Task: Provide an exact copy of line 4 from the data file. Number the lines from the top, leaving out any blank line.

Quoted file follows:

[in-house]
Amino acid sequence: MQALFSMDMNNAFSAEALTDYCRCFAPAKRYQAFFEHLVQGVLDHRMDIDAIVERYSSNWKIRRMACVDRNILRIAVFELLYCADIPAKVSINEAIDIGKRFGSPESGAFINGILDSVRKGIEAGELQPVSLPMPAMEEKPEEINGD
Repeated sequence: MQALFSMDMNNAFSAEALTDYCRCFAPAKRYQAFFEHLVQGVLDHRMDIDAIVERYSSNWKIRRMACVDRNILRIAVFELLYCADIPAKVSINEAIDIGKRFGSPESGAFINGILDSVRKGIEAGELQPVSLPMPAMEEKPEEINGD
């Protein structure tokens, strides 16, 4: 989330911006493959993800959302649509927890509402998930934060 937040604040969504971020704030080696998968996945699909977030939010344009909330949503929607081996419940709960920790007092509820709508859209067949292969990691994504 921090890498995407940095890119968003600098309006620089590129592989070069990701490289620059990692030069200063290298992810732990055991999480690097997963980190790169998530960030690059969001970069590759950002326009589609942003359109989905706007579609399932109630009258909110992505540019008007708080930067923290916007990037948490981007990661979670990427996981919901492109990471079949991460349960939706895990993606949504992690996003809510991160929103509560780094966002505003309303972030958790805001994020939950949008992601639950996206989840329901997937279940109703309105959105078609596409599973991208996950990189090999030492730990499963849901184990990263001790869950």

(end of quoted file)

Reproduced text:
């Protein structure tokens, strides 16, 4: 989330911006493959993800959302649509927890509402998930934060 937040604040969504971020704030080696998968996945699909977030939010344009909330949503929607081996419940709960920790007092509820709508859209067949292969990691994504 921090890498995407940095890119968003600098309006620089590129592989070069990701490289620059990692030069200063290298992810732990055991999480690097997963980190790169998530960030690059969001970069590759950002326009589609942003359109989905706007579609399932109630009258909110992505540019008007708080930067923290916007990037948490981007990661979670990427996981919901492109990471079949991460349960939706895990993606949504992690996003809510991160929103509560780094966002505003309303972030958790805001994020939950949008992601639950996206989840329901997937279940109703309105959105078609596409599973991208996950990189090999030492730990499963849901184990990263001790869950």